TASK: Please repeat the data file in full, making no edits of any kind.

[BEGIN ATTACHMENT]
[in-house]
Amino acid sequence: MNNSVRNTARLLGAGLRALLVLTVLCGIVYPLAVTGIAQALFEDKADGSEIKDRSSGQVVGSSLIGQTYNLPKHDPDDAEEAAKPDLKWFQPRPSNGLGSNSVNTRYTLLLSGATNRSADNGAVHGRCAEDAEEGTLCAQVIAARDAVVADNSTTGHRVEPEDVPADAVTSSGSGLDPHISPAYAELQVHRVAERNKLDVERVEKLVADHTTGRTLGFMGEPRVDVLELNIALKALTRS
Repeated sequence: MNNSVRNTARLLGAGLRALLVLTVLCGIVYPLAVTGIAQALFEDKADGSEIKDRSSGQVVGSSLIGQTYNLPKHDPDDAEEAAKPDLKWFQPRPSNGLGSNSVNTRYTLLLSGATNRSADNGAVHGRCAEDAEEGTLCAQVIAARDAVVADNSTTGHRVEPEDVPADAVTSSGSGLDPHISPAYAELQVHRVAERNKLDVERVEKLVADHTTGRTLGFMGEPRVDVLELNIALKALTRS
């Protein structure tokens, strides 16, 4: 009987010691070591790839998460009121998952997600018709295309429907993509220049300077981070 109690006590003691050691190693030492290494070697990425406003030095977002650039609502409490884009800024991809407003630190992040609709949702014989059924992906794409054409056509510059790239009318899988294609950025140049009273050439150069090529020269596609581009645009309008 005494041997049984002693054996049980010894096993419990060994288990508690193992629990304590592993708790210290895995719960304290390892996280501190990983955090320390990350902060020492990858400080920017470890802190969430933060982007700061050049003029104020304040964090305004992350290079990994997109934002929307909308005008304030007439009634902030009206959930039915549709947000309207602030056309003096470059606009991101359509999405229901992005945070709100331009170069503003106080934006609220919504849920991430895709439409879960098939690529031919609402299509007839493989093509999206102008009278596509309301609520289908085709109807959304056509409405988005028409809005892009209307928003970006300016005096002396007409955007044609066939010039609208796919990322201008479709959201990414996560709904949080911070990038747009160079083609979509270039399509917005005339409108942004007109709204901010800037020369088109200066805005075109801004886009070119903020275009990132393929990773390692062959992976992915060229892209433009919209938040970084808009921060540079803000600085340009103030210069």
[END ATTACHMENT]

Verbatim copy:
[in-house]
Amino acid sequence: MNNSVRNTARLLGAGLRALLVLTVLCGIVYPLAVTGIAQALFEDKADGSEIKDRSSGQVVGSSLIGQTYNLPKHDPDDAEEAAKPDLKWFQPRPSNGLGSNSVNTRYTLLLSGATNRSADNGAVHGRCAEDAEEGTLCAQVIAARDAVVADNSTTGHRVEPEDVPADAVTSSGSGLDPHISPAYAELQVHRVAERNKLDVERVEKLVADHTTGRTLGFMGEPRVDVLELNIALKALTRS
Repeated sequence: MNNSVRNTARLLGAGLRALLVLTVLCGIVYPLAVTGIAQALFEDKADGSEIKDRSSGQVVGSSLIGQTYNLPKHDPDDAEEAAKPDLKWFQPRPSNGLGSNSVNTRYTLLLSGATNRSADNGAVHGRCAEDAEEGTLCAQVIAARDAVVADNSTTGHRVEPEDVPADAVTSSGSGLDPHISPAYAELQVHRVAERNKLDVERVEKLVADHTTGRTLGFMGEPRVDVLELNIALKALTRS
């Protein structure tokens, strides 16, 4: 009987010691070591790839998460009121998952997600018709295309429907993509220049300077981070 109690006590003691050691190693030492290494070697990425406003030095977002650039609502409490884009800024991809407003630190992040609709949702014989059924992906794409054409056509510059790239009318899988294609950025140049009273050439150069090529020269596609581009645009309008 005494041997049984002693054996049980010894096993419990060994288990508690193992629990304590592993708790210290895995719960304290390892996280501190990983955090320390990350902060020492990858400080920017470890802190969430933060982007700061050049003029104020304040964090305004992350290079990994997109934002929307909308005008304030007439009634902030009206959930039915549709947000309207602030056309003096470059606009991101359509999405229901992005945070709100331009170069503003106080934006609220919504849920991430895709439409879960098939690529031919609402299509007839493989093509999206102008009278596509309301609520289908085709109807959304056509409405988005028409809005892009209307928003970006300016005096002396007409955007044609066939010039609208796919990322201008479709959201990414996560709904949080911070990038747009160079083609979509270039399509917005005339409108942004007109709204901010800037020369088109200066805005075109801004886009070119903020275009990132393929990773390692062959992976992915060229892209433009919209938040970084808009921060540079803000600085340009103030210069």